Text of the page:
Premier League clubs supplied 50 per cent of the entrants for the Champions League quarter-final draw and there’s every chance they will supply half of the semi-final lineup too.
That’s the conclusion I arrived at with author and journalist Raphael Honigstein when we reacted on-air to the draw and debated its fixtures with the show’s Asia-wide audience. Our picks for the semis? Juventus, Manchester City, Liverpool and Barcelona.
Cue a heated response from Manchester United fans and, to a lesser extent perhaps, supporters of Tottenham Hotspur. The former will rightly feel that after their superb comeback against PSG anything is possible. Under the inspirational Ole Gunnar Solskjaer even more so! But Lionel Messi has tormented United in the later stages of this competition before and he will likely do so again. As for Spurs, well City represents the worst possible draw they could have been handed. On their night, they have shown they can surprise any of the Continent’s elite clubs but City know all about them and have lately made a habit of beating them in Premier League encounters.
So, City to progress and perhaps to go all the way. Rafa, like many others, noted that the English champions’ sheer volume of goals (they have scored 139 in all competitions so far this season) will intimidate anyone they face. Forget all this talk from Pep Guardiola about them not being ready to beat Europe’s battle-hardened elite — they are more than ready and have a squad to cope even with next month’s demanding schedule which includes three meetings with Spurs in 11 days.
Liverpool must be mindful of the quality Porto have shown thus far in this season’s Champions League, and aware also that (until their trip to Munich last week) they have not performed especially well themselves. However, Porto’s form may not extend to the business-end of this tournament. The Reds comfortably downed them the last time they met in meaningful knockout competition (an aggregate score of 5-0 last year) and Jurgen Klopp’s men have developed greater tactical flexibility and steeliness since then.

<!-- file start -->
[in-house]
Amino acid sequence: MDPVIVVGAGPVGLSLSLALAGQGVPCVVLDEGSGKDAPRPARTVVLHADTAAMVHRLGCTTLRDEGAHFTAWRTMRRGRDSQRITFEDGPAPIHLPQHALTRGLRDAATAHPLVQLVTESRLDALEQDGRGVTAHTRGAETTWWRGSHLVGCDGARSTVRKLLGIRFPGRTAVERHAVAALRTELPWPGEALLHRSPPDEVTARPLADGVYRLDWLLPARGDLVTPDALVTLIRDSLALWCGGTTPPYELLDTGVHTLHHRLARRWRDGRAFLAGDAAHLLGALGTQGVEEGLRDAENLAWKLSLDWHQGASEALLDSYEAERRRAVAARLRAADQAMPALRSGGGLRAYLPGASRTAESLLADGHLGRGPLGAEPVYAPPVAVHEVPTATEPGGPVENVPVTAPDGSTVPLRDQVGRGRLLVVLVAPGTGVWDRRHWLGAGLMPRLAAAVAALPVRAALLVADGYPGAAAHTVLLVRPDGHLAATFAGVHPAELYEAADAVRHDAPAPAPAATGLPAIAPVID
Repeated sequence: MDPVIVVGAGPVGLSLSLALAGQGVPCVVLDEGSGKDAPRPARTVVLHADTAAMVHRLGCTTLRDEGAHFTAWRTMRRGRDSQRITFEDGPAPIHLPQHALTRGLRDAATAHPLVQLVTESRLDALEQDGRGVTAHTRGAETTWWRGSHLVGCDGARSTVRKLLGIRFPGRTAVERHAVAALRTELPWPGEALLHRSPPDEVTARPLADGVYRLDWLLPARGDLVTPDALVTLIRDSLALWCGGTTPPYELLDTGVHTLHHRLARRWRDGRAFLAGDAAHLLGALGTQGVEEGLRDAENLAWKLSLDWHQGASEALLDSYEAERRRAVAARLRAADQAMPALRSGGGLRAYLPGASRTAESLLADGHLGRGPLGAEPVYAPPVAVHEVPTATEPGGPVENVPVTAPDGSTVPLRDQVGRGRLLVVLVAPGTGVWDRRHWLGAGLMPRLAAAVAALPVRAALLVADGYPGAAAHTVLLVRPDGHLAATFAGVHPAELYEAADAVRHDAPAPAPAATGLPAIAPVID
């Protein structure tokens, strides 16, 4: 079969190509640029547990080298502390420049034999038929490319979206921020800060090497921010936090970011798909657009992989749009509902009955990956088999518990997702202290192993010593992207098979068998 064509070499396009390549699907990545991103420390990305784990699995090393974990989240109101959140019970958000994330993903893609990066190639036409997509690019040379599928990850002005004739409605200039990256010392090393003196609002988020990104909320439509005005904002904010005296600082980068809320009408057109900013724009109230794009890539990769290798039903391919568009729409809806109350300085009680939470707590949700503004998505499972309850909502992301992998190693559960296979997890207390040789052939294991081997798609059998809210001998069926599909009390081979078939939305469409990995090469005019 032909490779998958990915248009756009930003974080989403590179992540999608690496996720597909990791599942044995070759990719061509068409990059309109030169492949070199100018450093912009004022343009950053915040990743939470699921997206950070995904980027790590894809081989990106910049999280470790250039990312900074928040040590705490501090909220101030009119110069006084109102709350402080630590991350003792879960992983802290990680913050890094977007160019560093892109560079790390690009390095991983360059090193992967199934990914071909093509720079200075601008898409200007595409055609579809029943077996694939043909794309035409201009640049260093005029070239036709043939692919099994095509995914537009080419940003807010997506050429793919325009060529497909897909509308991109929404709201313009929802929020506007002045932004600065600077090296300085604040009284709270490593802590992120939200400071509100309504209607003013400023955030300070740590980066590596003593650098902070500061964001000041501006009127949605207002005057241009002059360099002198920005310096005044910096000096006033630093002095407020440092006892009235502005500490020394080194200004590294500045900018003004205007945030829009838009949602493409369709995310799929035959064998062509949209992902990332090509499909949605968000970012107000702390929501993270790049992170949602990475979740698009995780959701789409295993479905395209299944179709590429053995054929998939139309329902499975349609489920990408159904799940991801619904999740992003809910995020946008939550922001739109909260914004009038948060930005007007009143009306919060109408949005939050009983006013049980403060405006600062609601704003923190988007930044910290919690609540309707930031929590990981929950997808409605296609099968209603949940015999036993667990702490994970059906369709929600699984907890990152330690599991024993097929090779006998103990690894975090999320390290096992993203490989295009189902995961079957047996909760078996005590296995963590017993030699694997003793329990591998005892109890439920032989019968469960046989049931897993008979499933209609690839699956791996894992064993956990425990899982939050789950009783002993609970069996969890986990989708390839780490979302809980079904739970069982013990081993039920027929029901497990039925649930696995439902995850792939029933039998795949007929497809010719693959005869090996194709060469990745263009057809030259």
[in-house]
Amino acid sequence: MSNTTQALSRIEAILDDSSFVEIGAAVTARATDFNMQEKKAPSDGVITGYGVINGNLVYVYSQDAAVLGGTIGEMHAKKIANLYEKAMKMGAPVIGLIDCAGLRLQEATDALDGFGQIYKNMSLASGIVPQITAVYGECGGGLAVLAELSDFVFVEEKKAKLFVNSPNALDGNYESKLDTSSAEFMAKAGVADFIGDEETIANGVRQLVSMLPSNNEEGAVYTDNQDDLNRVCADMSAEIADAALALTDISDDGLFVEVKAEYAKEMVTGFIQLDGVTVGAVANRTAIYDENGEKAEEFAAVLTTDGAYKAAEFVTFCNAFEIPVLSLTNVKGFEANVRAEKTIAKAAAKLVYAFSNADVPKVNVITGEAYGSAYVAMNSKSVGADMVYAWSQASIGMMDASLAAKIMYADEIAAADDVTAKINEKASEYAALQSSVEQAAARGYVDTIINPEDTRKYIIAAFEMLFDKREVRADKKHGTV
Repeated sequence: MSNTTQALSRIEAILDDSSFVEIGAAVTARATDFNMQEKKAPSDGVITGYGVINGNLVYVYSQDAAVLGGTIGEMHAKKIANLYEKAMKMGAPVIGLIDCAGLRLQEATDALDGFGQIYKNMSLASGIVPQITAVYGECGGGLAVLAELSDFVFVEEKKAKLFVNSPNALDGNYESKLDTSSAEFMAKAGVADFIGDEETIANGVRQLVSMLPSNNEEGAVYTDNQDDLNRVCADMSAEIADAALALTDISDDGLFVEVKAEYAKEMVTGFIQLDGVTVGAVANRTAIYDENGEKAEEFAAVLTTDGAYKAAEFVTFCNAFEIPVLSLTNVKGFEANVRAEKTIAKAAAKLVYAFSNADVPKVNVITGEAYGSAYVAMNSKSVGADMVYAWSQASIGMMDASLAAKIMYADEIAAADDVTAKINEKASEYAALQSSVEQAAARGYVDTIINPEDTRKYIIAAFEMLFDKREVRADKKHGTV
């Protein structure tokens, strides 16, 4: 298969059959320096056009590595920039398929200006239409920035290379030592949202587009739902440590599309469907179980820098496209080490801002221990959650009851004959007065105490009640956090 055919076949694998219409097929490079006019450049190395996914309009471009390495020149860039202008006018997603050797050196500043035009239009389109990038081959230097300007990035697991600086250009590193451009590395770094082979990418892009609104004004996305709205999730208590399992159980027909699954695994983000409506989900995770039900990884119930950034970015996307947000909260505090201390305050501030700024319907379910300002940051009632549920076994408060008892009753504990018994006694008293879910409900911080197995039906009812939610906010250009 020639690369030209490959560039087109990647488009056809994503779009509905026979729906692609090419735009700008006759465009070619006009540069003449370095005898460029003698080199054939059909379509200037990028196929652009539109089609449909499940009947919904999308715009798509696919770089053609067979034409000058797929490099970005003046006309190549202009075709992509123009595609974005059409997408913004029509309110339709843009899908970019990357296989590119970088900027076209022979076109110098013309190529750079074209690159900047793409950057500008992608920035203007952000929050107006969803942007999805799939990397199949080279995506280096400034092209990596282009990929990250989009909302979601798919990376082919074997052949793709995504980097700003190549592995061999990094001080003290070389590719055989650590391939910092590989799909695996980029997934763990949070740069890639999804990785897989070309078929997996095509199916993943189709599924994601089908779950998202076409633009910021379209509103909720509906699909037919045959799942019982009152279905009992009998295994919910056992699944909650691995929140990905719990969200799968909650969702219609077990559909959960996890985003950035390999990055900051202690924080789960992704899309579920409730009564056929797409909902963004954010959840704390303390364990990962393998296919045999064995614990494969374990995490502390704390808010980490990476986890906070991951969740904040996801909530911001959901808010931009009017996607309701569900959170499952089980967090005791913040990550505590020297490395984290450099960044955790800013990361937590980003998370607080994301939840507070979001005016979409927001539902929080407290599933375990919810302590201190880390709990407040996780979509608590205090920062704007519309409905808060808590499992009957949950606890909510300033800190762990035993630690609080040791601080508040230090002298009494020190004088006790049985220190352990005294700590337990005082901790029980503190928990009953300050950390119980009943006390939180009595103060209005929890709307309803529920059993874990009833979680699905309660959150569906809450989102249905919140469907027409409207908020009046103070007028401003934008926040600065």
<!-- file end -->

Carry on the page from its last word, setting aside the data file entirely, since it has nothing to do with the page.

So, to the final tie, and stepping briefly away from the English angle. Like Spurs fans, supporters of Ajax will have cursed their (bad) luck of the draw. As the rejuvenated four-time former winners of this competition showed in eliminating Real Madrid, they are a vibrant, free-scoring outfit. Yet they are also a team suited to facing opposition that plays an open, flowing game. Grizzled, well-drilled Juventus do not fall into that category. They have the experience and quality to shut a game down at will, to dictate tempo and then to release an attack that is now spearheaded by a man who is almost a walking guarantee of Champions League success.
With Cristiano Ronaldo in their ranks and boosted by this draw, Juventus look like the favourites to win the competition in our opinion. One or two (or even three or four) English clubs may take issue with that statement but that’s the conclusion we arrived at on the show. Subsequently, it also occurred to us that this season’s Champions League will be all the more entertaining because the English clubs now have the chance to disrupt the tournament in a way that has not happened in the best part of a decade.